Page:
Wednesday, November 23, 2011


Recently I mentioned to my friend John Blackstone that in the past year there appeared, at least on the surface, to be a lot of games at these "big tournaments" where if there was a WIN, there was a better than even chance it was by Black. Go back and look at some of the "crime statistics" on ChessBase's daily web site and see if you agree.

John remarked that Fischer, back in the day, was not satisfied with "equalizing" as Black, but going for the gusto from the beginning, i.e., "crossing the line." John, a master originally from California, played Fischer in a simul which managed to make it as a note in Fischer's My 60 Memorable Games.

That was one observation. Another, back in the early 90s or late 80s, I had mentioned in the Chess Gazette that top chess players were really stretching to win a game, no matter how. Opening theory was not dismissed, but was undergoing heavy "re-evaluation." So STUFF was tried. There were experiments. Former "lesser" systems were given second thoughts. Later, when John Watson (another John!) came out with his wildly popular Mastering Chess Strategy, he said the same thing.

This morning another thought occurred ("pattern recognition.") There was commentary on the CB website about another round of draws, but not unexciting ones and this was the second or third round in a row (Tal Memorial) like that. I looked at the picture of Carlsen, that very talented kid from Norway. He's bearing down. But I "sensed" tiredness.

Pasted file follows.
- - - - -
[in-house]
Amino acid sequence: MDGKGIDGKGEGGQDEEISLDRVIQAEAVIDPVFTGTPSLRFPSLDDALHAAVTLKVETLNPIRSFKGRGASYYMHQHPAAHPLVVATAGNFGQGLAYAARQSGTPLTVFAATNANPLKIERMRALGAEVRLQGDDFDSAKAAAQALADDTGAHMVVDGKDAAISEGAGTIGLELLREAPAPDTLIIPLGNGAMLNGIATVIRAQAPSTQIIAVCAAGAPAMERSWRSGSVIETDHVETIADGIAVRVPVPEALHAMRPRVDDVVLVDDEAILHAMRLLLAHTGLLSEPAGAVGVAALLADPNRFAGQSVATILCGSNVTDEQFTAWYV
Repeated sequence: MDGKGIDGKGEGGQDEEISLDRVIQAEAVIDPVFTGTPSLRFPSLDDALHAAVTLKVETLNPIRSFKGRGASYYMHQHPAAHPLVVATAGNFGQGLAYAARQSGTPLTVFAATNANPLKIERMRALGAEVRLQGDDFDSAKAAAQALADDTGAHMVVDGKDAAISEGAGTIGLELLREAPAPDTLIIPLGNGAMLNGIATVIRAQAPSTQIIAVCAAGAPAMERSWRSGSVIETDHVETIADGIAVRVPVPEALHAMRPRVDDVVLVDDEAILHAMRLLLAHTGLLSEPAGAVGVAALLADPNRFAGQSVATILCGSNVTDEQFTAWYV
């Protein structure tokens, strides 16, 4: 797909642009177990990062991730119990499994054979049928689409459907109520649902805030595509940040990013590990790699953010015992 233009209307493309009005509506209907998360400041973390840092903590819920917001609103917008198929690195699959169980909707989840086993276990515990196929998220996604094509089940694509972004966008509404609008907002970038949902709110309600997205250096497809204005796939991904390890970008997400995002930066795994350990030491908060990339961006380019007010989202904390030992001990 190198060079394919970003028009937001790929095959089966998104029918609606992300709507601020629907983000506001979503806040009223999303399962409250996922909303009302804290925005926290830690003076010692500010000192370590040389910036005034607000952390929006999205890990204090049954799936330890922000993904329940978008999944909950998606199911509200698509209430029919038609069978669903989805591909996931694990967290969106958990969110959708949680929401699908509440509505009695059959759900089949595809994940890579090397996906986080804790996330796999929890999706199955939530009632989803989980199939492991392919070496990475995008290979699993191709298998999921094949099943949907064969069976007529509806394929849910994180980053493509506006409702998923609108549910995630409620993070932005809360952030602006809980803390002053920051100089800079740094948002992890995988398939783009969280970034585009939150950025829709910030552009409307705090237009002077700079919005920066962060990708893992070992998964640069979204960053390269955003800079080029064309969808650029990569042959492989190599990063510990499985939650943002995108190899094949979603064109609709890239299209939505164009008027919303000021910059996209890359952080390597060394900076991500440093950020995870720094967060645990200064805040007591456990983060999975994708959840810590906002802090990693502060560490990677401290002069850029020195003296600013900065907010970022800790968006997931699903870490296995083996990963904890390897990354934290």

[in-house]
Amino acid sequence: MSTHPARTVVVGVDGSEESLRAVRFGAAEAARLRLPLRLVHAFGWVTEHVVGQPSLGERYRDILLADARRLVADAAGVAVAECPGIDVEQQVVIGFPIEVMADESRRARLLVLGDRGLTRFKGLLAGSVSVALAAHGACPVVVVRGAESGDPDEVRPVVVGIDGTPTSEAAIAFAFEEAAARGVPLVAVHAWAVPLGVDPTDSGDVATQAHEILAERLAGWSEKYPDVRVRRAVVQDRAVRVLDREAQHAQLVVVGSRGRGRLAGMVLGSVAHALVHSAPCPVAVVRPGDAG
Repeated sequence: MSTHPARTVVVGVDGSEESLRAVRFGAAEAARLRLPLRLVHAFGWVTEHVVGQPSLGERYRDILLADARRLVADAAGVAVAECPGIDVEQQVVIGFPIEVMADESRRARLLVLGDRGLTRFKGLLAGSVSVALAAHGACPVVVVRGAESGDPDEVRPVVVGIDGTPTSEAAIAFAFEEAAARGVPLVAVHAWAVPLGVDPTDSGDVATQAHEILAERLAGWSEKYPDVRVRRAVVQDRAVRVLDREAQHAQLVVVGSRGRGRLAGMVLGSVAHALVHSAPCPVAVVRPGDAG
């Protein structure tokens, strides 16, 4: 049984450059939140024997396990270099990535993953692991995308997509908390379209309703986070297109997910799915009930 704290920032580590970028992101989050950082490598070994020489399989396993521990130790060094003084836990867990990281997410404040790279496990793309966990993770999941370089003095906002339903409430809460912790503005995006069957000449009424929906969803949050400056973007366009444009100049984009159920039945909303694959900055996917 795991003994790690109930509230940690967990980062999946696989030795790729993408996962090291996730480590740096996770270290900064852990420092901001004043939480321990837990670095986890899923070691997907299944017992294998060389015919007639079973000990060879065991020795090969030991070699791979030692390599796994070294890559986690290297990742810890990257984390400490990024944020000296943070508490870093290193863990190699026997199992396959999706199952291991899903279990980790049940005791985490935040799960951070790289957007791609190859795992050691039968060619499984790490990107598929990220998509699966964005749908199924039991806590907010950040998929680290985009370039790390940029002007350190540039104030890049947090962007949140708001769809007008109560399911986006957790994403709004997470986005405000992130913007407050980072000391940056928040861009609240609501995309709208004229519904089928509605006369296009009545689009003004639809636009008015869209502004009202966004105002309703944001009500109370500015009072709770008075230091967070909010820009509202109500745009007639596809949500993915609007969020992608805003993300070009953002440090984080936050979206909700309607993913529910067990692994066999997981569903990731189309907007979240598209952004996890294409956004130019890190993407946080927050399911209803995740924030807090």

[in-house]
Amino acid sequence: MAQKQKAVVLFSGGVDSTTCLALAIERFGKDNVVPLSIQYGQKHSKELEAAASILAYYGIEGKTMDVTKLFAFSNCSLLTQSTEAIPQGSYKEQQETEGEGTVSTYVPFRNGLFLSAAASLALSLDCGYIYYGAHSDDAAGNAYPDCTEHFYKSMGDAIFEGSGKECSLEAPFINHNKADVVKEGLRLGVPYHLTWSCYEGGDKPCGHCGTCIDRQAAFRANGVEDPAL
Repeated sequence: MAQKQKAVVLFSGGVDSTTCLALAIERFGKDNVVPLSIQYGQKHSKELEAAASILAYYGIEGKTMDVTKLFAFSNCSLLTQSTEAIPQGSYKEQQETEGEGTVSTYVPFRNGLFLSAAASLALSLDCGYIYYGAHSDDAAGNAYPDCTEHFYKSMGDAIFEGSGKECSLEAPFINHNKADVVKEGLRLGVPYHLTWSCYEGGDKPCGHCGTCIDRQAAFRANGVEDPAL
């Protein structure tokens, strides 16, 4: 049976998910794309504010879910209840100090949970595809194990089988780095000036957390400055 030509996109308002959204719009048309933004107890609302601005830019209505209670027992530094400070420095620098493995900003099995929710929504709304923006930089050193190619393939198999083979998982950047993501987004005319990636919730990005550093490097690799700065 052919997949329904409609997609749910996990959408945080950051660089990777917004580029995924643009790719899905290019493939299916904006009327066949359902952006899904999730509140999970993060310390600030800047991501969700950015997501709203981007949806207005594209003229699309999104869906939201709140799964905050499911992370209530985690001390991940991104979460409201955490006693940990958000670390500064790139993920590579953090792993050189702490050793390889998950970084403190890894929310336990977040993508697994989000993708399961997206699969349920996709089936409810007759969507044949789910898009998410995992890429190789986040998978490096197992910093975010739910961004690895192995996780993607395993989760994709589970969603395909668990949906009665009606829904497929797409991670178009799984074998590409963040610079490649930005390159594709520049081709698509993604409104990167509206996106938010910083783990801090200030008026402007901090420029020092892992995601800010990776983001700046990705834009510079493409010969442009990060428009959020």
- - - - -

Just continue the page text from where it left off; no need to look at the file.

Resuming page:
Here's the gist. Last night while reading voraciously the brand new Caissa Editions book Pasadena 1932 which just came out, I noticed that once again those older tournaments had an eclectic mix of players. The winner was Alekhine. But Fred Reinfeld had a draw with AAA. Also in at 5 points was Reuben Fine, but Reinfeld had beaten him! Isaac Kashdan finished second and then there was a bunching: Reshevsky, Arthur Dake, and Herman Steiner. Dake in his game with Alekhine, won, and with certainty. On the other hand there were lesser lights such as Harry Borochow, A.J. Fink (finished last but beat Steiner), J.J. Araiza, Sam Factor (brother of the cosmetics magnate Max Factor), and Jacob Bernstein. The notes are great fun to read.

The real point is: DIVERSITY. When you have all that power at the Tal Memorial or any other big event like that, it truly turns out to be a mental endurance contest. There is no rest for the wicked OR the pure. Imagine, you are a top cat and in your room the night before your brain is saying "Oh who do I play tomorrow? Oh no, not him. I need a break, I am tired. I've just got to make sure I don't lose." Losing for these guys is a Major Suck (look at Fischer, his attitude was the same). It doesn't mean they don't lose and it doesn't mean they won't recover, but every day it is the same old same old. The occasional one day breaks don't help and nowadays games are played to the finish. It is obsessively relentlessly mind crunching and spirit draining.